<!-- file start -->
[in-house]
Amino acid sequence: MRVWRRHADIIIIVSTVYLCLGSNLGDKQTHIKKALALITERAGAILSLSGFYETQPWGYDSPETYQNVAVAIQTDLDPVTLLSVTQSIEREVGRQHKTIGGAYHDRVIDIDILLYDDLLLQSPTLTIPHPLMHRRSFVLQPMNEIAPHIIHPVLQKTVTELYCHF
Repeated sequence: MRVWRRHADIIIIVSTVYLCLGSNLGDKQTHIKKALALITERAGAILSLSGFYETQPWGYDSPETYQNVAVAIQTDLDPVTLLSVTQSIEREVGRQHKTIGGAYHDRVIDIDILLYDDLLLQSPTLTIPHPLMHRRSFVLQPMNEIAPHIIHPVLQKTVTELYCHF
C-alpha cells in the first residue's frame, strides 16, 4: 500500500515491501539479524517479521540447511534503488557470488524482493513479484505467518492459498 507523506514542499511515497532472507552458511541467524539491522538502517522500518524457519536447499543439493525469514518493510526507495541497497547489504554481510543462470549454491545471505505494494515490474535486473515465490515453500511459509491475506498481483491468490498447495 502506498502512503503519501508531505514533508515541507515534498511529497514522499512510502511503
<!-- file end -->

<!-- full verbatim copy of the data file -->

[in-house]
Amino acid sequence: MRVWRRHADIIIIVSTVYLCLGSNLGDKQTHIKKALALITERAGAILSLSGFYETQPWGYDSPETYQNVAVAIQTDLDPVTLLSVTQSIEREVGRQHKTIGGAYHDRVIDIDILLYDDLLLQSPTLTIPHPLMHRRSFVLQPMNEIAPHIIHPVLQKTVTELYCHF
Repeated sequence: MRVWRRHADIIIIVSTVYLCLGSNLGDKQTHIKKALALITERAGAILSLSGFYETQPWGYDSPETYQNVAVAIQTDLDPVTLLSVTQSIEREVGRQHKTIGGAYHDRVIDIDILLYDDLLLQSPTLTIPHPLMHRRSFVLQPMNEIAPHIIHPVLQKTVTELYCHF
C-alpha cells in the first residue's frame, strides 16, 4: 500500500515491501539479524517479521540447511534503488557470488524482493513479484505467518492459498 507523506514542499511515497532472507552458511541467524539491522538502517522500518524457519536447499543439493525469514518493510526507495541497497547489504554481510543462470549454491545471505505494494515490474535486473515465490515453500511459509491475506498481483491468490498447495 502506498502512503503519501508531505514533508515541507515534498511529497514522499512510502511503